Barbara and Bobby Harbin and their son were sitting in the living room of their mobile home on the afternoon of April 27, 2011, when an EF5 tornado swept through and destroyed their home at the end of Old Banford Street off Capshaw Road. At the same time, the monster storm all but obliterated nearby Tremont subdivision.
Sunday, the Harbins received the keys to their new Habitat for Humanity and United Way of Limestone County home just feet from where their former home was blown away. Hopefully, they are now on the way to putting that day of horror behind them. A day that took the lives of four of their fellow Limestone County residents but miraculously left them physically unscathed.
“That day I was sitting in a chair and my husband was sitting on the couch when the storm hit,” said Barbara. “It threw me to the floor and my son on top of me. And then trees fell in all around us. It was an hour and a half in there before we could get out. All that was left was the bedroom. We crawled in there and busted out a window to get me to crawl out. I had had a stroke and couldn’t walk.”
Bobby Harbin said, “This is just wonderful – God has blessed us so much. All the people that have taken part in this – Habitat, United Way and all our neighbors have been such a help.”
Harbin said he suffered a stroke since April 27, 2011, and can’t remember much about the storm that destroyed his home. He is reveling in today.
“Oh, Lord, this beats everything,” he said. “It’s like a million dollars.”
Includes safe room
Officials, including Rep. Mac McCutcheon and State Sen. Bill Holtzclaw were on hand for Sunday’s dedication, which also marked Alabama’s 2001st Habitat for Humanity home built since the organization began. Both McCutcheon and Holtzclaw presented the Harbins with state flags that had flown over the State Capitol in their honor.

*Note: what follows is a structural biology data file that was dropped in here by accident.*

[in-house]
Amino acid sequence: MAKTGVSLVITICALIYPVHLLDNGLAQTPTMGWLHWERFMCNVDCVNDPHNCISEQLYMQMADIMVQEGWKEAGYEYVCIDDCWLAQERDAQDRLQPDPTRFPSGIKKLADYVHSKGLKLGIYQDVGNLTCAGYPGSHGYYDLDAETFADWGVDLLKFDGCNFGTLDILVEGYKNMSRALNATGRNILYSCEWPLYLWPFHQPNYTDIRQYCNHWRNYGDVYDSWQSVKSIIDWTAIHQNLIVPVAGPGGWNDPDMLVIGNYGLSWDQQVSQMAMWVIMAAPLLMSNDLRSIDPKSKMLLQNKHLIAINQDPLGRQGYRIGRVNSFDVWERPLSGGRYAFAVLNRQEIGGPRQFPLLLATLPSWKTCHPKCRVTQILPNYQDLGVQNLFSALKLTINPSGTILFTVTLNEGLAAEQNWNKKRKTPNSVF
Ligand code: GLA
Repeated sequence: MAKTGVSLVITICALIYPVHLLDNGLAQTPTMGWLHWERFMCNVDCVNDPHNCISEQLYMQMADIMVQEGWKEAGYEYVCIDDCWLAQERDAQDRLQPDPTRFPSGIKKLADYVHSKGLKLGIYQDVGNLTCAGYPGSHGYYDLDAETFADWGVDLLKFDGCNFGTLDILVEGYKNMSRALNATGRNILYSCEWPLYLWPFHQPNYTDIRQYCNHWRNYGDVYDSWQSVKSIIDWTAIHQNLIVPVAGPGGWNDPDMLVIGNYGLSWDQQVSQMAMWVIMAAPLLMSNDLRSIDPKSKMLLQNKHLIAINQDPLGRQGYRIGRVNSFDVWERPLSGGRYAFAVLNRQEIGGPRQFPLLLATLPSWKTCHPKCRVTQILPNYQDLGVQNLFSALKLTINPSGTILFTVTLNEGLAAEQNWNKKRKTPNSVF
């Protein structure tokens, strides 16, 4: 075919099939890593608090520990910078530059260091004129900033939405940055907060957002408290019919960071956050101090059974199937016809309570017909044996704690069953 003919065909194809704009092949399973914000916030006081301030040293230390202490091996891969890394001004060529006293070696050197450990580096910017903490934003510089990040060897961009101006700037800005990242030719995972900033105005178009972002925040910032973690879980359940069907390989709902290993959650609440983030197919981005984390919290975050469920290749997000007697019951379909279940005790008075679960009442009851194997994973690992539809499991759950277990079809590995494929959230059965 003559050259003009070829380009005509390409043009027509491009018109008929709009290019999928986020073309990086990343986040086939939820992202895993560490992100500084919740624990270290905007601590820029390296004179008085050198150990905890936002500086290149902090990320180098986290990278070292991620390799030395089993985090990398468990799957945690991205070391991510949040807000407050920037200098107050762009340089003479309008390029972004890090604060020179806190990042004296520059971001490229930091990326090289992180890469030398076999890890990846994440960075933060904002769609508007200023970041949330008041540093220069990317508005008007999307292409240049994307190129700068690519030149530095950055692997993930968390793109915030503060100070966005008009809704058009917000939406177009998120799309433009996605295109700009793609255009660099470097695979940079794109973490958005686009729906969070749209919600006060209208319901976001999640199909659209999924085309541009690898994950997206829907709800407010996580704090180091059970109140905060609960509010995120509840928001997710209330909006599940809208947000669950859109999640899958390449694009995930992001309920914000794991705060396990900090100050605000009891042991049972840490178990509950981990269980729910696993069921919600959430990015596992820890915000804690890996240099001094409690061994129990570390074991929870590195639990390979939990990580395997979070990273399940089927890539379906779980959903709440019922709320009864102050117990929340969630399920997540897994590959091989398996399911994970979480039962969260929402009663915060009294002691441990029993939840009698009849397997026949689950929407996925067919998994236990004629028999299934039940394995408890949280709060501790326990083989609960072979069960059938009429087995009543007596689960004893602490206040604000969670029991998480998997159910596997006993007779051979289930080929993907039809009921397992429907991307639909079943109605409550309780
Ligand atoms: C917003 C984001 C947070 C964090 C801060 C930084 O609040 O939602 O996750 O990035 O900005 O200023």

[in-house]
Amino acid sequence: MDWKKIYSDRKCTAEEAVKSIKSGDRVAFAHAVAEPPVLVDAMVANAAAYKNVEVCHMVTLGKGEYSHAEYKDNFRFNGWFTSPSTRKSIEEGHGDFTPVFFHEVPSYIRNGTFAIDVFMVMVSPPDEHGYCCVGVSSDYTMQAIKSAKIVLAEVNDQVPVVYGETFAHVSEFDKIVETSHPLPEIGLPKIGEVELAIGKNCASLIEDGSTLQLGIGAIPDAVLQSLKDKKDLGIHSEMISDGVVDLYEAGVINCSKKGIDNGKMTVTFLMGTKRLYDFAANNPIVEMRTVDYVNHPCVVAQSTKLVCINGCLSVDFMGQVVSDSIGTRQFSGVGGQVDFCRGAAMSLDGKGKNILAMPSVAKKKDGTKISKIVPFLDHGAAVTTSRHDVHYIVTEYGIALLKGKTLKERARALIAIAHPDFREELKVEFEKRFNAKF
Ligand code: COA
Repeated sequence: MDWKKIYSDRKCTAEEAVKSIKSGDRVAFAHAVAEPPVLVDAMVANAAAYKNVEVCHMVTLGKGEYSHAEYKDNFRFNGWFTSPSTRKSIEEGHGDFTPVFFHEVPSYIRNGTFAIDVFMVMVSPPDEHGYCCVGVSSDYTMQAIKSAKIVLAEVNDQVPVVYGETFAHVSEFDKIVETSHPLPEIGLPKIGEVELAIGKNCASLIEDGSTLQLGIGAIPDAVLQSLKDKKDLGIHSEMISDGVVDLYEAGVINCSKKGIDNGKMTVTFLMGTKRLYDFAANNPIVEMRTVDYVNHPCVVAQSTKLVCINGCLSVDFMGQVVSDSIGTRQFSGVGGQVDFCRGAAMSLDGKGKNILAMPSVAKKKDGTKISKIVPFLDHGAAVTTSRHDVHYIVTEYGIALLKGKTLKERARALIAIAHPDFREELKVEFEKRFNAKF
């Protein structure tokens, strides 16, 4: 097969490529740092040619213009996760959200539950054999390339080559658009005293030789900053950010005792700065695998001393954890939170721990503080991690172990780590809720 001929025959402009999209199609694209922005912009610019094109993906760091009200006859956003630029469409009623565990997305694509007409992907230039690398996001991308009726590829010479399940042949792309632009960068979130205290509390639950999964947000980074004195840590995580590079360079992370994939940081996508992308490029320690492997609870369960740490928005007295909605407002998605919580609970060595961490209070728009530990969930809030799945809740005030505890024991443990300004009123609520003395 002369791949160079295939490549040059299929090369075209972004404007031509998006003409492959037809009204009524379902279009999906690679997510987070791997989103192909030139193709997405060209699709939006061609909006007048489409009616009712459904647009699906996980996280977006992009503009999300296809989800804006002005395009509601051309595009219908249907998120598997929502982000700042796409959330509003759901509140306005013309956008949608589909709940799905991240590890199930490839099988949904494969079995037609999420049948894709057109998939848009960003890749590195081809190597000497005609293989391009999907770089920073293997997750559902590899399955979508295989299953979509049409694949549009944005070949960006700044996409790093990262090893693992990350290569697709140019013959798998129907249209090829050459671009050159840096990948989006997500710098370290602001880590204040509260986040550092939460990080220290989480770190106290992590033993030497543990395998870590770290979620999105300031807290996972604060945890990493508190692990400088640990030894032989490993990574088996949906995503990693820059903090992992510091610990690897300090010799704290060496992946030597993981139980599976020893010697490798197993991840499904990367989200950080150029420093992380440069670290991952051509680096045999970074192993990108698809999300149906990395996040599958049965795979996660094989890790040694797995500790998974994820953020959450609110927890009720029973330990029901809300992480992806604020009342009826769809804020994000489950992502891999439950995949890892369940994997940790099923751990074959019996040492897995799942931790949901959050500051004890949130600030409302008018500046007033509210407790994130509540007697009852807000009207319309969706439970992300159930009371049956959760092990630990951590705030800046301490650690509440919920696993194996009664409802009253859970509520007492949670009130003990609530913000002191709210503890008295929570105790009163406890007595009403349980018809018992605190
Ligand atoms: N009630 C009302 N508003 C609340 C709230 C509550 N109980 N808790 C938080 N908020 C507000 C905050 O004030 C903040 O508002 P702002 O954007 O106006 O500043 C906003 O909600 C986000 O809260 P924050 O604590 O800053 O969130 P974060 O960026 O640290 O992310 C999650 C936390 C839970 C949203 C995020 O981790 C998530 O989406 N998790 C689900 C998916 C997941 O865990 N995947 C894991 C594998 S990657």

McCutcheon read a state resolution honoring the Harbins that stated, in part, that the couple had worked tirelessly for others in the community after the storm, with Harbin cutting and clearing trees and debris. He said the couple is known as “selfless” in the East Limestone community.
Habitat Director Greg Miller said the three-bedroom, 1,300-square-foot home is constructed using ICF, or insulated concrete forms, and features a safe room off the kitchen.
“This is a very wind-proof and insulated house,” he said. “It will be able to take winds of up to 225 miles per hour.”
Miller said the home drew a lot of attention while under construction.
“People would pull up and say, ‘What are you building, a house or a bank vault?’ and I would say both,” said Miller.
United Way and HFH Athens/Limestone County partnered to build the Harbins’ new home. A groundbreaking ceremony on the home was held in January.
The new home is made possible through Athens-Limestone Habitat for Humanity and United Way. The Harbin family also pitched in financially and worked on other HFH projects as part of the “sweat equity” required to receive a Habitat home.
Miller said the family submitted an application for a new home not long after the tornado. It normally takes a year between submitting an application and completing a Habitat home, but Miller said the project was expedited through financial help from the United Way’s Long-Term Recovery Committee.
“A lot of the waiting is usually scrounging the money to be able to build (a house),” he said. “The United Way really helped us out with this.”
The project was aided by visiting students from Notre Dame College in South Euclid, Ohio. The week after that, students from Western Kentucky University in Bowling Green, Ky., came to assist.
The Harbins also contributed financially to the cost of the $50,000 home through using a grant from FEMA and insurance money.